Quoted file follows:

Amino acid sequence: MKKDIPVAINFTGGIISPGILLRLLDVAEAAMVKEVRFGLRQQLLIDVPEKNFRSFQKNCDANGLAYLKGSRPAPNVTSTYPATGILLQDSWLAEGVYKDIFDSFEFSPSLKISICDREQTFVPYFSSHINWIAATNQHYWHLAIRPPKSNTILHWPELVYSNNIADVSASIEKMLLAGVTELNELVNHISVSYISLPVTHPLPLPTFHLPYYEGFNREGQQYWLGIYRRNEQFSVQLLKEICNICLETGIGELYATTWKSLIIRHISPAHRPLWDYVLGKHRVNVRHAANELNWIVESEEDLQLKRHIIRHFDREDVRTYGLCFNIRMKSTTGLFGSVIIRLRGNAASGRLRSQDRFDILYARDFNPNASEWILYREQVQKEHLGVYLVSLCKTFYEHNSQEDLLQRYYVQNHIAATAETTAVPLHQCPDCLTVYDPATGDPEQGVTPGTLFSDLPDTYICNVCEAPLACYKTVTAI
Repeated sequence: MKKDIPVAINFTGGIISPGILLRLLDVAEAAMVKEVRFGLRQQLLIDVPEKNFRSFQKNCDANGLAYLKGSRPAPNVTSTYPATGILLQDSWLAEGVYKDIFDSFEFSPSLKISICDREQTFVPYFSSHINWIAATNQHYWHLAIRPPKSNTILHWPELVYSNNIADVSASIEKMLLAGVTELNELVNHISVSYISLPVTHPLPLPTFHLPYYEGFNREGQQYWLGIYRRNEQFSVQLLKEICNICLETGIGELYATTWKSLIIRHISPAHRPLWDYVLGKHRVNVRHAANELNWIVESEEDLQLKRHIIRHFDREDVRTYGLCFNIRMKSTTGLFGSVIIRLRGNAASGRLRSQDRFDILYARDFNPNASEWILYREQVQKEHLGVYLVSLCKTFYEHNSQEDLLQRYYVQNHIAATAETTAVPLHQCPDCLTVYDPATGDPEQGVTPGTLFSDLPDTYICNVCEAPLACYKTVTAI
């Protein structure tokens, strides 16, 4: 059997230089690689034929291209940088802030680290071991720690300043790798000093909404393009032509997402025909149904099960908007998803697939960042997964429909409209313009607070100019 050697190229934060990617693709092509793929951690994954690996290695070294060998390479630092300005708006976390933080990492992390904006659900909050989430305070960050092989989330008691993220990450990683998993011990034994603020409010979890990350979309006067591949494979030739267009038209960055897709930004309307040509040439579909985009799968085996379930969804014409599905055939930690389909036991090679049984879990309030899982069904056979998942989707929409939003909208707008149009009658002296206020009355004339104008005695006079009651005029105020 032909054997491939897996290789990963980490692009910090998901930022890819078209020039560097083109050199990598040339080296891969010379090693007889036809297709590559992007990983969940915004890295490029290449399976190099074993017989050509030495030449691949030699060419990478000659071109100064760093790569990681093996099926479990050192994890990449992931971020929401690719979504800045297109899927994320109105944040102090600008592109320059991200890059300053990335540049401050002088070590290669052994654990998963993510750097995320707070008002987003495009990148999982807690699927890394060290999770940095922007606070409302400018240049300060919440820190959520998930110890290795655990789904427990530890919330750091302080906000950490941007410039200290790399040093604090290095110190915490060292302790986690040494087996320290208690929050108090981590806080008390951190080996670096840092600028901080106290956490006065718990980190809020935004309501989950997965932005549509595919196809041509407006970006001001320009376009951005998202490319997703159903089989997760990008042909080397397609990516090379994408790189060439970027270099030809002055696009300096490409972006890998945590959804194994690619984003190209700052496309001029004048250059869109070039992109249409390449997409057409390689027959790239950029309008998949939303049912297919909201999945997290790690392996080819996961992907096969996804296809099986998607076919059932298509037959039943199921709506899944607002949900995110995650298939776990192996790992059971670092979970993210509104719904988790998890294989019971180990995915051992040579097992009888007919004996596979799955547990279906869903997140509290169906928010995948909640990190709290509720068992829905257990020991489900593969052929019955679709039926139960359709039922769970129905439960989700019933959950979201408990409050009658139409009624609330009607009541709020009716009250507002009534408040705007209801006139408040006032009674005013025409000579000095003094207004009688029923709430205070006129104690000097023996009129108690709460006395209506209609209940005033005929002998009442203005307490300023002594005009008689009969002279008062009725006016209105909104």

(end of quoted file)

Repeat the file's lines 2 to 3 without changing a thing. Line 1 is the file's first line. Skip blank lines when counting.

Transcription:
Repeated sequence: MKKDIPVAINFTGGIISPGILLRLLDVAEAAMVKEVRFGLRQQLLIDVPEKNFRSFQKNCDANGLAYLKGSRPAPNVTSTYPATGILLQDSWLAEGVYKDIFDSFEFSPSLKISICDREQTFVPYFSSHINWIAATNQHYWHLAIRPPKSNTILHWPELVYSNNIADVSASIEKMLLAGVTELNELVNHISVSYISLPVTHPLPLPTFHLPYYEGFNREGQQYWLGIYRRNEQFSVQLLKEICNICLETGIGELYATTWKSLIIRHISPAHRPLWDYVLGKHRVNVRHAANELNWIVESEEDLQLKRHIIRHFDREDVRTYGLCFNIRMKSTTGLFGSVIIRLRGNAASGRLRSQDRFDILYARDFNPNASEWILYREQVQKEHLGVYLVSLCKTFYEHNSQEDLLQRYYVQNHIAATAETTAVPLHQCPDCLTVYDPATGDPEQGVTPGTLFSDLPDTYICNVCEAPLACYKTVTAI
């Protein structure tokens, strides 16, 4: 059997230089690689034929291209940088802030680290071991720690300043790798000093909404393009032509997402025909149904099960908007998803697939960042997964429909409209313009607070100019 050697190229934060990617693709092509793929951690994954690996290695070294060998390479630092300005708006976390933080990492992390904006659900909050989430305070960050092989989330008691993220990450990683998993011990034994603020409010979890990350979309006067591949494979030739267009038209960055897709930004309307040509040439579909985009799968085996379930969804014409599905055939930690389909036991090679049984879990309030899982069904056979998942989707929409939003909208707008149009009658002296206020009355004339104008005695006079009651005029105020 032909054997491939897996290789990963980490692009910090998901930022890819078209020039560097083109050199990598040339080296891969010379090693007889036809297709590559992007990983969940915004890295490029290449399976190099074993017989050509030495030449691949030699060419990478000659071109100064760093790569990681093996099926479990050192994890990449992931971020929401690719979504800045297109899927994320109105944040102090600008592109320059991200890059300053990335540049401050002088070590290669052994654990998963993510750097995320707070008002987003495009990148999982807690699927890394060290999770940095922007606070409302400018240049300060919440820190959520998930110890290795655990789904427990530890919330750091302080906000950490941007410039200290790399040093604090290095110190915490060292302790986690040494087996320290208690929050108090981590806080008390951190080996670096840092600028901080106290956490006065718990980190809020935004309501989950997965932005549509595919196809041509407006970006001001320009376009951005998202490319997703159903089989997760990008042909080397397609990516090379994408790189060439970027270099030809002055696009300096490409972006890998945590959804194994690619984003190209700052496309001029004048250059869109070039992109249409390449997409057409390689027959790239950029309008998949939303049912297919909201999945997290790690392996080819996961992907096969996804296809099986998607076919059932298509037959039943199921709506899944607002949900995110995650298939776990192996790992059971670092979970993210509104719904988790998890294989019971180990995915051992040579097992009888007919004996596979799955547990279906869903997140509290169906928010995948909640990190709290509720068992829905257990020991489900593969052929019955679709039926139960359709039922769970129905439960989700019933959950979201408990409050009658139409009624609330009607009541709020009716009250507002009534408040705007209801006139408040006032009674005013025409000579000095003094207004009688029923709430205070006129104690000097023996009129108690709460006395209506209609209940005033005929002998009442203005307490300023002594005009008689009969002279008062009725006016209105909104």